In March this year the Government introduced a new offence of “drug-driving”.  As with alcohol, under the new provisions if a driver is found to have more than the specified level of a controlled substance in their body then they are guilty of an offence. If you have delivery drivers regularly on the road their activity may be scrutinised, but be aware of other staff who drive on company business on a less regular basis – eg BDMs or other managers visiting outlets etc.

Which drugs are covered?

The legislation sets limits for 8 illegal and 8 legal drugs. The level for illegal drugs are set to a very low zero tolerance level.  The levels for prescribed medicines are set at a high level so that only those taking more than the usually prescribed dose will be guilty of an offence.

The illegal drugs covered are those most commonly used and include Ketamin, LSD, Cocaine, Cannabis and Heroine.

The legal prescription drugs are:

  • Temazepam
  • Diazepam
  • Flunitrazepam
  • Morphine
  • Lorazepam
  • Clonazepam
  • Oxaepam
  • Methadone

The police have been issued with saliva kits for drug testing.  Once a driver is arrested they will then be taken to the police station where a urine or blood test can be carried out.


Drivers will have a defence where a drug was lawfully prescribed by a GP or pharmacist and they have taken the drugs in accordance with their advice and the manufacturer’s instructions. It is advisable for those who take the specified prescription drugs to carry their prescription and the manufacturer’s instructions in their car in case they are stopped by police.


A conviction for drug-driving will result in a mandatory driving ban for a minimum of 12 months.  In addition a fine of up to £5,000 may be imposed and/or up to 6 months in prison.

A conviction for drug-driving will remain on a an individual’s licence for 11 years.

Considerations for Employers

It is important for employers to have a policy relating to drink driving and the implications that this has for the company and an individual’s employment.  This policy should be reviewed to cover drug driving.

Employers have a duty under health and safety law to ensure the health and safety of all employees whilst at work, including driving whilst at work. Employers also have a duty to ensure that others are not put a risk by their employees work related activities, including driving.  Employers need to carry out relevant risk assessments and ensure that those who drive for work are competent and safe to do so.  The new drug drive provisions obviously have an impact on this.

Employers will need to ensure that staff are aware of the drug and alcohol driving laws and the company’s policy on this. Employees should be aware of the law on prescription medicine and the advisability of carrying their prescription with them.  Any company policy should make clear the obligation to report any driving offence to the employer and the potential consequences for an individual’s employment should they lose their licence. If an employee is entitled to a company car then this policy should also specify the consequences of a driving ban.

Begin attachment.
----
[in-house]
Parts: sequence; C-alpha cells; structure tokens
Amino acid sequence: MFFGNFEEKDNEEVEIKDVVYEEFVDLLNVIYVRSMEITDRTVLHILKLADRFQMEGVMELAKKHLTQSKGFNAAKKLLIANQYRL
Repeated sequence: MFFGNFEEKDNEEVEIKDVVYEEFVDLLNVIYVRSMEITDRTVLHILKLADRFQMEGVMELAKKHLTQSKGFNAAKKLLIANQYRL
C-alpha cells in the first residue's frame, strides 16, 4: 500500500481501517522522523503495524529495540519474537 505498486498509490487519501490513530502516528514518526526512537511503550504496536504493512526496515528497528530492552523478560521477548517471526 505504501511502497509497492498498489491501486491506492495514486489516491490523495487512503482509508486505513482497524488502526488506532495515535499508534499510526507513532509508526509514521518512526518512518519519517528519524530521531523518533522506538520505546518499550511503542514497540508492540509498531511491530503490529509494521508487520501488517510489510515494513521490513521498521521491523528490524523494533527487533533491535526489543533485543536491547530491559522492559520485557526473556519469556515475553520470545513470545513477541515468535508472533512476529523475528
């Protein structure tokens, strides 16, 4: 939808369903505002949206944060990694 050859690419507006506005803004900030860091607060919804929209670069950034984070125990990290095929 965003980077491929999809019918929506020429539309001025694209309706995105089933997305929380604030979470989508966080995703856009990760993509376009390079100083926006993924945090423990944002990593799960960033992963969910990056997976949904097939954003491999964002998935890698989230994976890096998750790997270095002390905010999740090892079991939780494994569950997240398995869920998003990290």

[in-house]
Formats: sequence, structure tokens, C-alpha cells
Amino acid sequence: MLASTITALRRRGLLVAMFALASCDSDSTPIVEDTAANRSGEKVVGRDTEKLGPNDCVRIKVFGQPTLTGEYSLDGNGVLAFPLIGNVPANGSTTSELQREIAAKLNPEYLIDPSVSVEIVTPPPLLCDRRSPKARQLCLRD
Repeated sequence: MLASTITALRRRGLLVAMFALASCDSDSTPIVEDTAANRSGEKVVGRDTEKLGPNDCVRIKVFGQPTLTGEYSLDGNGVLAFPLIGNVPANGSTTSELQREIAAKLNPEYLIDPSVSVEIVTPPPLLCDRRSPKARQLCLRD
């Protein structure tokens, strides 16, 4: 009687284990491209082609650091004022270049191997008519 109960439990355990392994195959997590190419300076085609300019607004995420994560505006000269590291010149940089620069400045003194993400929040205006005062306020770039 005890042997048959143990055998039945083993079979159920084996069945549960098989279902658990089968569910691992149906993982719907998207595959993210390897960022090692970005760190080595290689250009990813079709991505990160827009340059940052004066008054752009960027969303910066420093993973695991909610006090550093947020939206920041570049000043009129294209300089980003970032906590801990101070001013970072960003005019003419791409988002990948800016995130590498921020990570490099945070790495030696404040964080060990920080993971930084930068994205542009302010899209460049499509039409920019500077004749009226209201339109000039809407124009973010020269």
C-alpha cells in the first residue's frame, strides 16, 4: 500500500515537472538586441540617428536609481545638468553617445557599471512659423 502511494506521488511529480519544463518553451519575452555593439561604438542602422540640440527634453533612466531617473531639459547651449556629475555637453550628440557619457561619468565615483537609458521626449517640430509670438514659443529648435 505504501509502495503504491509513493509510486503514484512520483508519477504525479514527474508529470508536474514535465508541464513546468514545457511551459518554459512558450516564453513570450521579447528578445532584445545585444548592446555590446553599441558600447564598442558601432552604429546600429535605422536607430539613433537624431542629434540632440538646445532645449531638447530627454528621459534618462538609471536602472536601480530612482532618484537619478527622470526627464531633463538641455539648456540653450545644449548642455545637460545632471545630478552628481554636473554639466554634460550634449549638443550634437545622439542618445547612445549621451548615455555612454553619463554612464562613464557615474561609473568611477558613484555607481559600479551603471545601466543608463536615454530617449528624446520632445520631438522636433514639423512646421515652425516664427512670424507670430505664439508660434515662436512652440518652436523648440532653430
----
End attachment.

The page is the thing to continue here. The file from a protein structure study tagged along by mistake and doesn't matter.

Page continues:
Vicarious Liability and Corporate Manslaughter

There is a possibility that an employer could be liable for the acts of an employee whilst driving in the course of his employment. Such an action would be harder to defend where an employee was under the influence of drugs or alcohol.  It is important that employers have the correct policies and staff training in place so that staff are aware of the law and in particular the provisions relating to prescribed medicines and the importance of carrying necessary documentation relating to these.

It is worth noting that the Sentencing Council has recently consulted on the introduction of an increase in fines for health and safety offences and corporate manslaughter.  The Sentencing Council is concerned that the penalties given for corporate manslaughter and health and safety offences are often too low. The increase will particularly impact on large organisations (turnover of £50m or more).  It intends to increase the sentence levels to ensure that the sentence is proportionate to the offence.  It proposes that the fine should take into account the financial circumstances of the organisation and be based on its turnover.  The draft guidelines propose that the starting point when fining a large organisation (turnover of £50m or more) found guilty of a health and  safety offence where both the harm and culpability levels are high would be £4m (fine range of £2.6m – £10m).  For corporate manslaughter the starting point for a large organisation is £7.5m and for a micro organisation (turnover up to £2m) it is £450,000. Definitive guidelines are expected towards the end of 2015.

Further Information

Click here to view the Sentencing Council Guidelines

The content of this page is a summary of the law in force at the present time and is not exhaustive, nor does it contain definitive advice. Specialist legal advice should be sought in relation to any queries that may arise.